In the morning, Kylie awakens to a cold hand beside her. She stumbles away, wakes Dylan and they find a recently dead man. The two are returned to their homes by the police and their families are waiting for them. Kylie blows Dylan a kiss before their parents yank them away.

Cast[edit]

  • Kelly O'Neill as Kylie
  • Shane Curry as Dylan
  • Paul Roe as Dylan's father (Da)
  • Neilí Conroy as Dylan's mother (Ma)
  • Cathy Malone as Kylie's mother (Ma)
  • David Bendito as the Dredger captain
  • Elizabeth Fuh as Gardiner Street tenant
  • Stephen Rea as Bob Dylan tribute band singer

Critical reception[edit]

Kisses was met with critical acclaim among critics, receiving an overall 86% rating from all critics and 100% rating from top critics as of July 16, 2010 at the review aggegrator website, Rotten Tomatoes.[2] Rex Reed of The New York Observer called it a "poignant little film"[3] and "a serendipitous journey worth taking",[3] while Stephen Holden of The New York Times opined that Kisses was a "small slice of Irish kitchen sink realism embellished with fairy-tale fantasy, "Kisses" may strike you as either ingeniously magical or insufferably cute, depending on your taste. But more than the story, which circles back on itself, the natural performances of its young stars, Shane Curry and especially Kelly O'Neill, nonprofessional actors, lend the movie a core of integrity."[4] Praise was not universal however. Kevin Maher of The Times wrote that the film was "[u]ndeniably artful but wildly disingenuous... Like arthouse Roddy Doyle it's ambitious and phoney in equal measure."[5]

Accolades[edit]

Kisses was nominated for and won multiple awards from various film organizations and festivals. It took the Festival Prize for Best Feature Film at the Foyle Film Festival in 2008; won Best Irish Feature Film at the Galway Film Fleadh in 2008;[6] the IFTA Award at the Irish Film and Television Awards for Best Director for Film and for Best Editing in 2009 and was also nominated there in categories for Best Actress in a Lead Role in a Film, Best Costume Design, Best Film, Best Hair & Make-Up and for Best Script for Film; and director Lance Daly received the Audience Award for the film at the Miami International Film Festival. Kisses was also an official selection at the Toronto International Film Festival, the Telluride Film Festival, the Locarno Film Festival and at the London Film Festival.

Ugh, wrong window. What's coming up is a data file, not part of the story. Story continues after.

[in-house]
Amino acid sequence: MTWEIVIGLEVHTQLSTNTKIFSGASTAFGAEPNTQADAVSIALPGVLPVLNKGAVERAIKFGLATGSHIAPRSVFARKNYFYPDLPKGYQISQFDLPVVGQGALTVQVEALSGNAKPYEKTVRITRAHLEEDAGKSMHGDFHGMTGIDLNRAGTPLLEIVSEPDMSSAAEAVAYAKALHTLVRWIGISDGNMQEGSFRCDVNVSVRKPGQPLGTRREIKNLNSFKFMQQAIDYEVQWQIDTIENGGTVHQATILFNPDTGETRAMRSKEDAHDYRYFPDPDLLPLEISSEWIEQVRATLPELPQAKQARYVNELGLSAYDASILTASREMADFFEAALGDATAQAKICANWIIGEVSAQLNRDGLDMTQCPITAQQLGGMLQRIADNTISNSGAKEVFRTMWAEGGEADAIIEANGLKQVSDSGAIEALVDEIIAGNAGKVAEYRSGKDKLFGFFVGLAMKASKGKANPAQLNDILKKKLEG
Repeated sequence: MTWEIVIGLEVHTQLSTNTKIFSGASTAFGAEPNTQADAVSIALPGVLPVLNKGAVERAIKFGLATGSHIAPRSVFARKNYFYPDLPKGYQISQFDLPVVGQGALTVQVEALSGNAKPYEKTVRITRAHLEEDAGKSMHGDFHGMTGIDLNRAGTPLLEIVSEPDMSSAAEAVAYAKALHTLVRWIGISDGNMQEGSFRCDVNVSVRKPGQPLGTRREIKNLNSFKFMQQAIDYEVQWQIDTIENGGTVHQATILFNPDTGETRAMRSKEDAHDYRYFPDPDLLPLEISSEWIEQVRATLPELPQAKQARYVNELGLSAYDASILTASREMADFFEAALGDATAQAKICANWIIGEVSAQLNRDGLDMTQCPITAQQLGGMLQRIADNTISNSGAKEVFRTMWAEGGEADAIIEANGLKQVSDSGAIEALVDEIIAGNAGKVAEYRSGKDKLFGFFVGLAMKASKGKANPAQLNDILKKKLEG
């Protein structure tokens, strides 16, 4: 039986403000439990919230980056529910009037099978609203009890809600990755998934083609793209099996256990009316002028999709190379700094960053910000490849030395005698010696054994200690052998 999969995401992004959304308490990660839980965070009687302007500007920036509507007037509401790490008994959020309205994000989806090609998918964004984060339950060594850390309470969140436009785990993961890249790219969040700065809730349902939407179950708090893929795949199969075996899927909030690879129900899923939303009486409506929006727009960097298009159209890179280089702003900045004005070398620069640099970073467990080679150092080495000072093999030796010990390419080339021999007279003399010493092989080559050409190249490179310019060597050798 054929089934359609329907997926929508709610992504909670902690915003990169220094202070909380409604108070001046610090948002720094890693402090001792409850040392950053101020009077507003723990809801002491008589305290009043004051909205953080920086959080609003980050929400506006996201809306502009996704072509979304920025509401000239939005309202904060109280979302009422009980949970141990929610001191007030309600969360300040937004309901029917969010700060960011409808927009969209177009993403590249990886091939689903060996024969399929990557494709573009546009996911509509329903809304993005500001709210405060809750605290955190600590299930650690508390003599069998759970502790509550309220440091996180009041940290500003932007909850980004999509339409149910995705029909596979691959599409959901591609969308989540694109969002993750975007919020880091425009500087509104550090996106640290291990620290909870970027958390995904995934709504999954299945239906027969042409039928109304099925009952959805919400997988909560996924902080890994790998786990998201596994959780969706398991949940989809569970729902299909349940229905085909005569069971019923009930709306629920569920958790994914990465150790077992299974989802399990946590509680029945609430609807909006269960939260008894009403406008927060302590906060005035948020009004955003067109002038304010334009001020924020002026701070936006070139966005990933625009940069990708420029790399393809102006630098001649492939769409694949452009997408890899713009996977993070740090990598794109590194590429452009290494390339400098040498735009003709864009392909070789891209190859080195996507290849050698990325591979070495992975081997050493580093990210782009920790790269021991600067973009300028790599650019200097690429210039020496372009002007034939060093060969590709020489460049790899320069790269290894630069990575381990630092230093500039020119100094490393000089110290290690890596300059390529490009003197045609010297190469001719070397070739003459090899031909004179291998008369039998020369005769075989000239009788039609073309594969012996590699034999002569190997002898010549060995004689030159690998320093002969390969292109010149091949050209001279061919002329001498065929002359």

Music[edit]

The music for Kisses was written and performed by Go Blimps Go.

References[edit]

  1. ^ "Kisses". Box Office Mojo. Retrieved July 22, 2010. 
  2. ^ "Kisses (2010) – Trailers, Reviews, and Ratings". Rotten Tomatoes. Retrieved July 16, 2010. 
  3. ^ a b Reed, Rex (July 13, 2010). "The Runaways". The New York Observer. 
  4. ^ Holden, Stephen (July 15, 2010). "Kisses (2010)". The New York Times. 
  5. ^ Maher, Kevin (July 15, 2010). "Kisses". The Times. 
  6. ^ "Galway Film fleadh 2008 Award Winners". Galwayfilmfleadh.com. 2008. Archived from the original on July 18, 2010. Retrieved July 18, 2010. 

External links[edit]